Coats v. Penrod Drilling Corp.

Decision Date18 October 1993
Docket NumberNo. 92-7378,92-7378
Citation5 F.3d 877
PartiesEarl Wayne COATS, Plaintiff-Appellee, Cross-Appellant, v. PENROD DRILLING CORPORATION, et al., Defendants, Penrod Drilling Corporation, and Hytorc, M.E., Defendants-Appellants, Cross-Appellees.
CourtU.S. Court of Appeals — Fifth Circuit

James O. Dukes, Bryant, Clark, Dukes, Blakeslee, Ramsay & Hammond, Gulfport, MS, Bernard H. Ticer, James O.M. Womack, Burke & Mayer, New Orleans, LA, for Penrod.

William B. Gibbens, III, Gelpi, Sullivan, Carroll & Gibbens, P.C., New Orleans, LA, for Hytorc, M.E.

Maurice C. Hebert, Jr., David M. Flotte, Hebert, Mouledoux & Bland, New Orleans, LA, for Coats.

Appeal from the United States District Court for the Southern District of Mississippi.

Before KING, HIGGINBOTHAM, and DeMOSS, Circuit Judges.


This is a maritime personal injury suit filed by a United States citizen against his employer, a corporation formed under the law of the United Arab Emirates, and the owner and operator of a jack-up drilling rig, a Delaware corporation with its principal place of business in Dallas, Texas. Plaintiff was injured aboard the rig off the coast of the United Arab Emirates. Under the general maritime law of the United States, a jury determined that the rig was unseaworthy, that its owner and plaintiff's employer were negligent, and awarded substantial damages. The employer appeals the district court's denial of its motion to dismiss for lack of personal jurisdiction, the application of American law, and the failure to dismiss based on forum non conveniens. The defendant appeals, urging us to abolish or modify the doctrine of joint and several liability in the context of comparative fault as well as reverse the district court's application of American law. Plaintiff cross-appeals the court's ruling that he was not a Jones Act seaman, the sufficiency of the evidence to support the jury's finding of contributory negligence, the directed verdict for defendants denying punitive damages under the general maritime law, the denial of prejudgment interest, and the amount of costs awarded. We affirm.


MIS is a corporation organized under the laws of Ras Al-Khaimah, United Arab Emirates with branch offices in Dubai and Abu Dhabi. It performs repair and maintenance services for oilfield and marine vessels, and its employees are all expatriates, primarily from India, Pakistan, and the United States. MIS uses Lee's Materials Services, Inc. in Houston, Texas to perform various services in the United States. Through Lee's, MIS advertised its job openings in the Houston Chronicle (Texas), Lafayette Advertiser (Louisiana), and Mobile Register (Alabama). During his trip, Shelton held a meeting in Laurel, Mississippi that was attended by several young men, including the plaintiff, Earl Wayne Coats. Shelton explained that he was soliciting employees to operate MIS equipment on certain offshore vessels.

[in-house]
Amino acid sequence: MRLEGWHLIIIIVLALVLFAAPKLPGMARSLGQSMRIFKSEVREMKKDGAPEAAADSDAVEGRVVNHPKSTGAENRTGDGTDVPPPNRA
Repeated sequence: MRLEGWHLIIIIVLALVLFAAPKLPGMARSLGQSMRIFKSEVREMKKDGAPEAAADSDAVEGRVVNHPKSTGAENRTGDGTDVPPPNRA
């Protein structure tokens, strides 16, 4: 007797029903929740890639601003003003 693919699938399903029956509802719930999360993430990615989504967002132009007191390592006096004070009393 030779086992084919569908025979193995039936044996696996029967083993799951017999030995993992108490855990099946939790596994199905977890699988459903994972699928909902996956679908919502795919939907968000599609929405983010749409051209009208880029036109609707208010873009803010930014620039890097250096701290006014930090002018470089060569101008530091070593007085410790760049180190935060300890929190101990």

In 1987, David Shelton, manager of the Hytorc Division of Maritime Industrial Services, travelled from the United Arab Emirates to Mississippi on vacation and to interview prospective employees for MIS. At the meeting, Shelton offered a job to Coats, and Coats accepted. Their agreement included thirty days per year of paid vacation with airfare back to Mississippi. MIS also promised to pay for Coats' return to Mississippi at the termination of his employment. The term of Coats' employment was indefinite. Coats obtained an updated passport as instructed by Shelton, and MIS, through Lee's Materials, sent him a plane ticket to Dubai. Coats arrived in the United Arab Emirates and started work on December 1, 1987.

While working for MIS, Coats lived on shore and worked on various jack-up rigs owned by different customers of MIS. The majority of Coats' work consisted of operating a hydraulically powered torque wrench used to loosen and tighten large nuts and bolts. During Coats' employment with MIS, Penrod Drilling Corporation, a Delaware corporation with its principal place of business in Dallas, Texas contracted for MIS to perform pressure testing on Penrod's Rig 69. The pressure testing was necessary to prepare the rig for its next drilling operation. At the time, Rig 69, a jack-up drilling rig, was located in the Port of Mina Saqr in the territorial waters of the United Arab Emirates. It was twenty feet from shore in forty feet of water and connected to land by a gangway. Rig 69 flies the United States flag, and its home port is New Orleans, Louisiana. Penrod maintained a local office in the United Arab Emirates to assist in the operation of Rig 69.

MIS assigned Coats to perform the pressure testing for Penrod. Coats was inexperienced at this task and had to ask for assistance from Penrod personnel. As Coats was working aboard Rig 69, Penrod's "bullplug" failed at a pressure less than it was rated to withstand, causing the fluid under pressure to erupt. The eruption knocked Coats down, resulting in a severe and disabling injury to his knee. After the accident, MIS flew Coats to Hattiesburg, Mississippi for treatment and started paying his medical expenses. Most of these payments were made through Lee's Materials. Meanwhile, MIS filled Coats' job with Chris Stennett, another Mississippi resident who attended Shelton's meeting in Laurel.